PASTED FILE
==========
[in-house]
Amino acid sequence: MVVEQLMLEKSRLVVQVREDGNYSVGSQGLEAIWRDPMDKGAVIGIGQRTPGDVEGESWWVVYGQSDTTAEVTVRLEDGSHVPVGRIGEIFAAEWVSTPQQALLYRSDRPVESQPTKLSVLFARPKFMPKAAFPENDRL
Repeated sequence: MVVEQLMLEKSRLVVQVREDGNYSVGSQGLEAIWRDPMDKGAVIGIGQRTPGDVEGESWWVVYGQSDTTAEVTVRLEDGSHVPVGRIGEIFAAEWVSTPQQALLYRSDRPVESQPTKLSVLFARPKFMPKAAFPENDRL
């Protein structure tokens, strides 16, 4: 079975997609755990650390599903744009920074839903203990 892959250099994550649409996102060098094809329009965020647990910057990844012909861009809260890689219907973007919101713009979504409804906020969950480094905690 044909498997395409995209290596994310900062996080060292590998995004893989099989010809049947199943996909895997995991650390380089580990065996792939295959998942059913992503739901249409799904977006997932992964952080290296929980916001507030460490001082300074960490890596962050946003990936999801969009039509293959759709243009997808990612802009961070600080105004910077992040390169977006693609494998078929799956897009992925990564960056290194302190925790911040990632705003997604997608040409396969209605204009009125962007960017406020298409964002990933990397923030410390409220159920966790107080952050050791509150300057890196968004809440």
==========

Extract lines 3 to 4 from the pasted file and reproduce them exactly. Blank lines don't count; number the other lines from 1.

Repeated sequence: MVVEQLMLEKSRLVVQVREDGNYSVGSQGLEAIWRDPMDKGAVIGIGQRTPGDVEGESWWVVYGQSDTTAEVTVRLEDGSHVPVGRIGEIFAAEWVSTPQQALLYRSDRPVESQPTKLSVLFARPKFMPKAAFPENDRL
């Protein structure tokens, strides 16, 4: 079975997609755990650390599903744009920074839903203990 892959250099994550649409996102060098094809329009965020647990910057990844012909861009809260890689219907973007919101713009979504409804906020969950480094905690 044909498997395409995209290596994310900062996080060292590998995004893989099989010809049947199943996909895997995991650390380089580990065996792939295959998942059913992503739901249409799904977006997932992964952080290296929980916001507030460490001082300074960490890596962050946003990936999801969009039509293959759709243009997808990612802009961070600080105004910077992040390169977006693609494998078929799956897009992925990564960056290194302190925790911040990632705003997604997608040409396969209605204009009125962007960017406020298409964002990933990397923030410390409220159920966790107080952050050791509150300057890196968004809440």